Withnail & I (1987)

After the (Y) machine took a festive break, the wheels are again starting to turn. To ring in the New Year, I’m going to be telling you about each of my ten favourite movies. it’s been harder than expected to elucidate my feelings on these films, usually “just watch the damn thing” is more effective than a series of ridiculous superlatives, but here goes. I hope you enjoy!

Withnail & I is a film that sticks out in my choices since it has no attachment to any caps-lock AUTEUR whose oeuvre I have intimate knowledge of. In fact I know very little at all about Bruce Robinson. These effectively leaves the film alone on it’s own island, separated from preconceptions and tangible auteuristic links. It is a film I simply enjoy, on face value.

That’s not to say that it is void of anything deeper than face value. It’s tragicomic sensibility, Hamlet quoting ending, English setting and thespian subjects conspire to make it an almost Shakespearean piece about the passing of time and the battle between loyalties of friendship and doing justice to ones self when progress is afoot. It is at it’s bleeding heart a very sad story about a very sad man. But it’s also one the funniest and most quotable films of all time.

It’s from that point of view that the film most appeals to me. As a writer, I can only dream of one day conducing a script of this quality. Such is it’s power that every single line is a gem and with Richard E. Grant’s acerbic delivery they become solidified in that power. His onscreen battles with his put-upon flatmate, only know as the eponymous “I” (Paul McGann), his Uncle Monty (the late Richard Griffiths) and his drug dealer Danny (Ralph Brown) shape him to be sharply intelligent and contradictorily posh and destitute.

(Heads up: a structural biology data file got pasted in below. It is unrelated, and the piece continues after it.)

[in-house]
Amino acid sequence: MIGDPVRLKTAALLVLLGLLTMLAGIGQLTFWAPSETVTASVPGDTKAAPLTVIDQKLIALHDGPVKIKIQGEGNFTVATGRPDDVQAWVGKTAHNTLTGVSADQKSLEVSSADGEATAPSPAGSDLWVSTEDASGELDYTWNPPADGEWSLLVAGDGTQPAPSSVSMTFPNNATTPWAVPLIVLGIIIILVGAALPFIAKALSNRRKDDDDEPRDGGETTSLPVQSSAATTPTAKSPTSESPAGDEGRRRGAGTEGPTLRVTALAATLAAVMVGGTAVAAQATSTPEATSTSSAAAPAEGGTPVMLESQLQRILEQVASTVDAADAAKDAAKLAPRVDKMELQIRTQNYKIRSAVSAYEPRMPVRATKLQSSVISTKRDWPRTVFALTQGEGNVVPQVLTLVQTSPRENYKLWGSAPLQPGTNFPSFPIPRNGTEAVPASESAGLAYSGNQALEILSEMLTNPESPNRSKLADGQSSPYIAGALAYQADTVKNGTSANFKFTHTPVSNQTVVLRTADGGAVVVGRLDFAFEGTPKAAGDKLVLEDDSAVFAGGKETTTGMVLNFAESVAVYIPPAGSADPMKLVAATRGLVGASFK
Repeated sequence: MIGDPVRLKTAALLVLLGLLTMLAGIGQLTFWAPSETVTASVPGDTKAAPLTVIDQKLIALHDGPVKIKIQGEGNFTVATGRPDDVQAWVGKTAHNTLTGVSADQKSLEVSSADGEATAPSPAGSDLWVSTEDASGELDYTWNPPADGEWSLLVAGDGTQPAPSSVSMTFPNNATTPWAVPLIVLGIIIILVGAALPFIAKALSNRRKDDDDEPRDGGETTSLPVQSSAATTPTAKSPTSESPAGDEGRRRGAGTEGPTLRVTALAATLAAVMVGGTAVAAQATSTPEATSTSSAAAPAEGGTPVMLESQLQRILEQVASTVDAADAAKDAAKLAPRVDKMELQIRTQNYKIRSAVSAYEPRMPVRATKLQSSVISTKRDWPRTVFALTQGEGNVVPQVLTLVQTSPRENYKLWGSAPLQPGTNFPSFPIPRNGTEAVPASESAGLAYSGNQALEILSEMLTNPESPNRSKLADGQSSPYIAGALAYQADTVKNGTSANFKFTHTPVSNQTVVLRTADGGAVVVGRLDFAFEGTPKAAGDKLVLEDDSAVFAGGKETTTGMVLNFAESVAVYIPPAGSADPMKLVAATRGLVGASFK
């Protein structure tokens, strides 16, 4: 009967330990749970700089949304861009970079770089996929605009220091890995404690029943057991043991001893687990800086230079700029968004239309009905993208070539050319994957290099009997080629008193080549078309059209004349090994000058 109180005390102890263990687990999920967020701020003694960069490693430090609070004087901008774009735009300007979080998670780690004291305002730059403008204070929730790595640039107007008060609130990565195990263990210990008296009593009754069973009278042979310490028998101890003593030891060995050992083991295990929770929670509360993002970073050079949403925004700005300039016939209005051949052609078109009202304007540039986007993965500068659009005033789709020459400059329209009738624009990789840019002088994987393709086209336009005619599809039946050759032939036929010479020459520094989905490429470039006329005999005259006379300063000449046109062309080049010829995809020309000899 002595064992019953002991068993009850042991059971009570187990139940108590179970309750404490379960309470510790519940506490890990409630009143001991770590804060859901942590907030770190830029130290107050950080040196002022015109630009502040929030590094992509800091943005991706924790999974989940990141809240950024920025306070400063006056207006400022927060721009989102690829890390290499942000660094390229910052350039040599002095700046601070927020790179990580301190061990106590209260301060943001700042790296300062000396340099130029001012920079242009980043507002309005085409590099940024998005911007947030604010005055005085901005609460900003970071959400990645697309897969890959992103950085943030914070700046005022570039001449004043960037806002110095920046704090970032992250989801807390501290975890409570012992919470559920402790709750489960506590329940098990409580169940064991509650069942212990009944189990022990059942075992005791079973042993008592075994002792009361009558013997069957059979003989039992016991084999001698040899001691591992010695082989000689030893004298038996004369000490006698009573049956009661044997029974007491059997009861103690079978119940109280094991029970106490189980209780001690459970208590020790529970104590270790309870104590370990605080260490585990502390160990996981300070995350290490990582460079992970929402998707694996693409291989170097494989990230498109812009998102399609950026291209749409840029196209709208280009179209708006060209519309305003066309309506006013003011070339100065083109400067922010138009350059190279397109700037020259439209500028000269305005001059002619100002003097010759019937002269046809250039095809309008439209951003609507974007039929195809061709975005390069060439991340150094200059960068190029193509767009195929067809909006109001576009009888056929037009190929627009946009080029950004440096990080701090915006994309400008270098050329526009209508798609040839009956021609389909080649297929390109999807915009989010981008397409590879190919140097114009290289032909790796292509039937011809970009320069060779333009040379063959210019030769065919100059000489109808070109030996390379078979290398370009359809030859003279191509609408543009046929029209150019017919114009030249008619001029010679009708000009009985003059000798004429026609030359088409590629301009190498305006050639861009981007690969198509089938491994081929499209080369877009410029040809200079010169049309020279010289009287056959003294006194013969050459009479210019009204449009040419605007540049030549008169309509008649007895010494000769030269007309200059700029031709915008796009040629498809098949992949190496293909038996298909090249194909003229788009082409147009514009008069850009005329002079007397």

In reality his high horse is probably self raised and even more likely a defines mechanism. Withnail is deep down a broken man, at odds with the shifting world around him. The Rock ’n’ Roll era is beckoning and his lofty theatrics and traditional standards leave him jobless and alcohol soaked. His melancholy is not just for himself but for the past.

Having done a brief bit of research to find out the directors name, I found that prior to his directorial career he was in fact an actor himself. Robinson (who also writes) is probably directly referencing his own life as an actor, showing that the little you know about a filmmaker can shape what you know about their films.

– Oliver Drew

Ollie sketch91


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